It All Adds Up
Around the time we at Diabetes Forecast started to put together this month's cover story on carbohydrates, I began using a continuous glucose monitor. This was a happy coincidence. It meant that while I was learning more about those crucial nutrients at work, I was also seeing, in rich detail, how they affect my blood glucose numbers. In both cases, I was in for a surprise.
Previously, I would have described my intake of carbohydrates as moderate. My diet generally favors whole foods, with lean sources of animal protein (mostly chicken and fish), nuts, and a decent amount of fruits and green veggies. I don't add salt, I've stopped eating ice cream, and I haven't had fast food or sugary soda (except when counteracting a glucose low) in years. And because I'm a sucker for really good bread, and I love rice and pasta, I've been focusing on having "moderate" amounts of these refined carbs.
So I was a bit taken aback to realize, while working with Associate Editor Tracey Neithercott on her story, that for all my hard work with "bad" foods, I hadn't been taking into account the carb content in "good" foods, particularly fruits and vegetables. My favorite, brussels sprouts, actually has 12 to 14 grams of carbohydrate per cup.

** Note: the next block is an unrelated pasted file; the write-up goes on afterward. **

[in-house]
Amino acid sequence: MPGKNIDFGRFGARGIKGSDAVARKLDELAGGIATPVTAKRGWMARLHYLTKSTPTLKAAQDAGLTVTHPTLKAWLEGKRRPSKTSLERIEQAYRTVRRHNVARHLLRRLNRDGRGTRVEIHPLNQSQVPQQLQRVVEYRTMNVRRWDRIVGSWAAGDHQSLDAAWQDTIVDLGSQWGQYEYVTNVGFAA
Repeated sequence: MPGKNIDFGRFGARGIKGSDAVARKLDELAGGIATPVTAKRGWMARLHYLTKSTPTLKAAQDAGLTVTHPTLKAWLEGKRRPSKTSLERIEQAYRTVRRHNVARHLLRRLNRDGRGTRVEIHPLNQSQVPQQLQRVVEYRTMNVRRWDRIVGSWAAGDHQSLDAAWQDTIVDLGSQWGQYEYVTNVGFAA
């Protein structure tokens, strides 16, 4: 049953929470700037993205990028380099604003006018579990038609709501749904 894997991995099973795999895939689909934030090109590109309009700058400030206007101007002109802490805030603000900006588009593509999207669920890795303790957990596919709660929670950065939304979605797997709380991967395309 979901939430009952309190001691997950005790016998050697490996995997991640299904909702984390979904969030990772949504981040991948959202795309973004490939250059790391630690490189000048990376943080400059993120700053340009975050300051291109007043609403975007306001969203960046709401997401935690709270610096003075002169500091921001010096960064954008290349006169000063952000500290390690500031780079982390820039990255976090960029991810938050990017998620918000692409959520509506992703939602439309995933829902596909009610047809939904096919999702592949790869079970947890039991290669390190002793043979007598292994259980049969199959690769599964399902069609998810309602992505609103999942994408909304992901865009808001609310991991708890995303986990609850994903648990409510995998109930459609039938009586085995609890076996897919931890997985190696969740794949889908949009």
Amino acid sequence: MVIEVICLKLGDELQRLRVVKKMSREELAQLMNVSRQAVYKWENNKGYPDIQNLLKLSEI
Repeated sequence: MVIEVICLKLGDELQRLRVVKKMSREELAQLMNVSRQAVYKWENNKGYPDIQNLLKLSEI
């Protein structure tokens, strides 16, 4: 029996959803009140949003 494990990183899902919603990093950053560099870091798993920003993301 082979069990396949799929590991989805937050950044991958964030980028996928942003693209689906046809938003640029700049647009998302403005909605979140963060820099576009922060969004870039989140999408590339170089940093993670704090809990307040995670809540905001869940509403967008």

Now, I think of those veggies as carbs that are worth it. With the continuous glucose monitor (CGM) I can see more clearly how these and other sources of carbs affect my glucose. That said, the CGM has also helped me understand why some people prefer going low-carb. In my experience, when I'm trying to do tight control, it's much easier to maintain a "normal" blood glucose level without a lot of carbs. But it's a lot more boring, too—and makes achieving a balanced diet a lot harder.
So I'm thankful for another revelation from my new technology. It turns out that when I do an intense workout, my blood glucose is much more stable for at least 12 hours afterward, and I need less insulin to cover those carbs.
Did I already know that exercise was good for diabetes management? Sure. But seeing the idea in action has made a big difference in how I eat—and how I live.